a first distal pivoting element positioned adjacent the distal surface area and configured to pivot between a collapsed position and an expanded position, wherein the collapsed position includes the first distal pivoting element being positioned at least one of along and within the outer perimeter of the distal surface, and wherein the expanded position includes at least a part of the first distal pivoting element being positioned outside of the outer perimeter of the distal surface area;
a proximal pivoting element positioned adjacent a proximal end of the elongated shaft and operatively coupled to the distal pivoting element such that pivoting of the proximal pivoting element causes the first distal pivoting element to pivot; and
wherein the elongated shaft includes at least one marking along a length of the elongated shaft, wherein each of the at least one marking indicates a depth of the hole formed in the bone.
2. The expanding gauge device of claim 1, wherein the first distal pivoting element pivots along a plane parallel to the distal surface area.
3. The expanding gauge device of claim 1, wherein the distal surface area and the first distal pivoting element have a same outer profile shape.
4. The expanding gauge device of claim 1, wherein the first distal pivoting element includes a circular shape, a triangular shape, or a curved shape having a pointed first end and a rounded second end.
5. The expanding gauge device of claim 1, further comprising a second distal pivoting element that pivots between a first position where the second distal pivoting element is positioned at least one of within and along the outer perimeter of the distal surface area and a second position where at least a part of the second distal element is not within the outer perimeter of the distal surface.
6. The expanding gauge device of claim 5, wherein the first distal pivoting element is proximal to the second pivoting element.
7. The expanding gauge device of claim 5, wherein the first and second distal pivoting elements pivot along the same plane.
8. The expanding gauge device of claim 5, wherein the first and second distal pivoting elements pivot in opposite directions when pivoting into the expanded position.
9. The expanding gauge device of claim 1, wherein the first distal pivoting element includes a proximal surface configured to abut a distal surface of the bone when the elongate shaft is extending through the hole to allow a marking of the at least one marking to be positioned adjacent a proximal surface of the bone for taking a depth measurement of the hole formed in the bone.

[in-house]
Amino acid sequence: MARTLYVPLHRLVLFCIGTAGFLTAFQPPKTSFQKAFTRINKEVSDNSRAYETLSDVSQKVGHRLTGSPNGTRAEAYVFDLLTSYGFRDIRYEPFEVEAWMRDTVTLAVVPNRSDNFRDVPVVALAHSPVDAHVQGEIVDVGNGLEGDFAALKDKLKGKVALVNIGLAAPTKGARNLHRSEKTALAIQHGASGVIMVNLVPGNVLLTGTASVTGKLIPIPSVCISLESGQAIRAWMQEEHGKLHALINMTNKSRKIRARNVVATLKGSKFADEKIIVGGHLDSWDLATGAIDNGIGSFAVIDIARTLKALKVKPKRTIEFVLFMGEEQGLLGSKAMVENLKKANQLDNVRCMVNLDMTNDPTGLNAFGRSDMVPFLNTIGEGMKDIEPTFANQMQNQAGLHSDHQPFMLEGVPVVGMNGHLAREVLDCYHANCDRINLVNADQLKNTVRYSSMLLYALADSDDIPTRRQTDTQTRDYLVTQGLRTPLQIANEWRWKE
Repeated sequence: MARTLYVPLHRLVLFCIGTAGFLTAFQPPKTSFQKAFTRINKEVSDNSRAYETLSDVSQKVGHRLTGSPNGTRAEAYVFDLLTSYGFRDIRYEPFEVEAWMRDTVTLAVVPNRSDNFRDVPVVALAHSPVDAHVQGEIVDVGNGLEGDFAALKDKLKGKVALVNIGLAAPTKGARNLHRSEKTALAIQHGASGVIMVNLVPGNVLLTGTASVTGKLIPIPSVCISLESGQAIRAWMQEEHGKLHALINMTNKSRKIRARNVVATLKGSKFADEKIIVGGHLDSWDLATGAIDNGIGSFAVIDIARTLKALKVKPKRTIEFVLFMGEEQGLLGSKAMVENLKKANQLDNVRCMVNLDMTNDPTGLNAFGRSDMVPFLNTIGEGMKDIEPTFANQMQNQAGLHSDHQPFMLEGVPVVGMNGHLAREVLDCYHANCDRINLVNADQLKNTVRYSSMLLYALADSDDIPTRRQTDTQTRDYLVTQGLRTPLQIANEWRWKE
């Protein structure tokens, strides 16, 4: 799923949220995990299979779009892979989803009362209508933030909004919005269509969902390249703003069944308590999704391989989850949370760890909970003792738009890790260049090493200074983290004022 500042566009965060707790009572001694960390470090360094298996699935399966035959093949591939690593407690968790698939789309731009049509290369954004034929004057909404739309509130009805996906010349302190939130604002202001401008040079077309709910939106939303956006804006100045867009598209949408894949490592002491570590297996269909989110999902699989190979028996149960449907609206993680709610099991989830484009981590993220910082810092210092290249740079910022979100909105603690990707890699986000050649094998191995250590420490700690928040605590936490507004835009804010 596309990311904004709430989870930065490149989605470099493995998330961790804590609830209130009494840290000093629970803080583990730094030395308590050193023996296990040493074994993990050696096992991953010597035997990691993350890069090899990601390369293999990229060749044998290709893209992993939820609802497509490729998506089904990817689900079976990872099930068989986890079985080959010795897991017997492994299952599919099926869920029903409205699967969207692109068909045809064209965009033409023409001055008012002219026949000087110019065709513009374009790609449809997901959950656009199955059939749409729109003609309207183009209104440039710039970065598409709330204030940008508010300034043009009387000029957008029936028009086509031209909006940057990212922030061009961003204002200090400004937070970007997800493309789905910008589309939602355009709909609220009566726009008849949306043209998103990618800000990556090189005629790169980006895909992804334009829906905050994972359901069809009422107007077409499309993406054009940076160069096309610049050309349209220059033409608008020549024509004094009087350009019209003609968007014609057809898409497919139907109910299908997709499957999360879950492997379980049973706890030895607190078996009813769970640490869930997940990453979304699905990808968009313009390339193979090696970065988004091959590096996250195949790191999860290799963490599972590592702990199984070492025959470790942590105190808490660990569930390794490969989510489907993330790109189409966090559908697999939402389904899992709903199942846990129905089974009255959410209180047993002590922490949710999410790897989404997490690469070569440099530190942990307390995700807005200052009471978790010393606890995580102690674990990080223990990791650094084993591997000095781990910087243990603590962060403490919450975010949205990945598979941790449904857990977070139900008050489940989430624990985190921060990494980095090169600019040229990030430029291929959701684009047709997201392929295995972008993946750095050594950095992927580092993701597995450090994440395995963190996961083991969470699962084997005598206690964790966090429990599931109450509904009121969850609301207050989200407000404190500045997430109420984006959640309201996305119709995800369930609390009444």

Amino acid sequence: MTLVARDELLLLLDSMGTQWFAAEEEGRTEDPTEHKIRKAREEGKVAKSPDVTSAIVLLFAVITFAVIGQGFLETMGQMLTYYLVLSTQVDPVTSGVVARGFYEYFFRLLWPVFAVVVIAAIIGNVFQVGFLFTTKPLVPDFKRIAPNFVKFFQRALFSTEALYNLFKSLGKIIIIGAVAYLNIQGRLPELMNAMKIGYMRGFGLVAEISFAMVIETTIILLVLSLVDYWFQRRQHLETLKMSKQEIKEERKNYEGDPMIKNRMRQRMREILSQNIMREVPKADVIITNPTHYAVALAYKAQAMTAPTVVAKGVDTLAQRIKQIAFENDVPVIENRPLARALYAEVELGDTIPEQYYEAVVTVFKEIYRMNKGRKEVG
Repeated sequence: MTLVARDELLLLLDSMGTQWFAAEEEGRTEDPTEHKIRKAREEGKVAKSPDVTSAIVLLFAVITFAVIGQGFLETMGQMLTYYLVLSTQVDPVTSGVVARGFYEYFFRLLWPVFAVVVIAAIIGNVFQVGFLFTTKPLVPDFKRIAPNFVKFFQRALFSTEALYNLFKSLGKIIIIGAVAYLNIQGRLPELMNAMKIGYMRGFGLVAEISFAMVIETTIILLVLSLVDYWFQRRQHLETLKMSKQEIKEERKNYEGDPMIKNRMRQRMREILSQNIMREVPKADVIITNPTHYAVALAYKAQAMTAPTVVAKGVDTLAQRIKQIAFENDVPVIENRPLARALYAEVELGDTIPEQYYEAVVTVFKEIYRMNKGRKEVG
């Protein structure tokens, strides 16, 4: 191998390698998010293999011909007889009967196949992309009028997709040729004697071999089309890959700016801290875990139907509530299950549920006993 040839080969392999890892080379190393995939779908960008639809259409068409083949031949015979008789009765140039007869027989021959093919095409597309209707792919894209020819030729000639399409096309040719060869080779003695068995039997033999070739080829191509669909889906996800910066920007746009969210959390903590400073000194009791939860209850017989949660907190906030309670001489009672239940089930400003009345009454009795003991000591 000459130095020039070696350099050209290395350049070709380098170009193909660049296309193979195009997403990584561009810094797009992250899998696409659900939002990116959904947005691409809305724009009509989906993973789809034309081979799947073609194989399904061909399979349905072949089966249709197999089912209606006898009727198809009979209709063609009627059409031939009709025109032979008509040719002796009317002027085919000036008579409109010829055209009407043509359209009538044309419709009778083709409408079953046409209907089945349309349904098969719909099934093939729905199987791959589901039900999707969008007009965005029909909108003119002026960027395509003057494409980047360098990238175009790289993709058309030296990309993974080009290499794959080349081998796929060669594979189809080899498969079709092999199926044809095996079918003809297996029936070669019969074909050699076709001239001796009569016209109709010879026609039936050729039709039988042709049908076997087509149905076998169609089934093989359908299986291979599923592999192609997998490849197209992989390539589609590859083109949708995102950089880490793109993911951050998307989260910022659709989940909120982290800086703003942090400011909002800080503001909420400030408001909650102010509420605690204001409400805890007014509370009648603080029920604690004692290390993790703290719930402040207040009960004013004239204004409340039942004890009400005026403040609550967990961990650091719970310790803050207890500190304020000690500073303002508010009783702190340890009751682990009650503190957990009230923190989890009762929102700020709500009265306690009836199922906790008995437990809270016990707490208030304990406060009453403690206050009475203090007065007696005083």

10. A method of measuring a depth of a hole formed in bone, comprising:
advancing a distal end of an expanding gauge through the hole formed in the bone, the expanding gauge comprising an elongated shaft having a distal surface area defined by an outer perimeter, the expanding gauge further comprising a first distal pivoting element positioned adjacent the distal surface area and configured to pivot and between a collapsed position and an expanded position, wherein the collapsed position includes the first distal pivoting element being positioned at least one of along and within the outer perimeter of the distal surface, and wherein the expanded position includes at least a part of the first distal pivoting element being positioned outside of the outer perimeter of the distal surface area;
pivoting the first distal pivoting element from the collapsed position to the expanded position;
abutting a proximal surface of the first distal pivoting element against a distal surface of the bone thereby allowing a marking along the elongate shaft to be positioned adjacent a proximal surface of the bone for taking a depth measurement of the hole.
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EP3197374A1 (en) 2017-08-02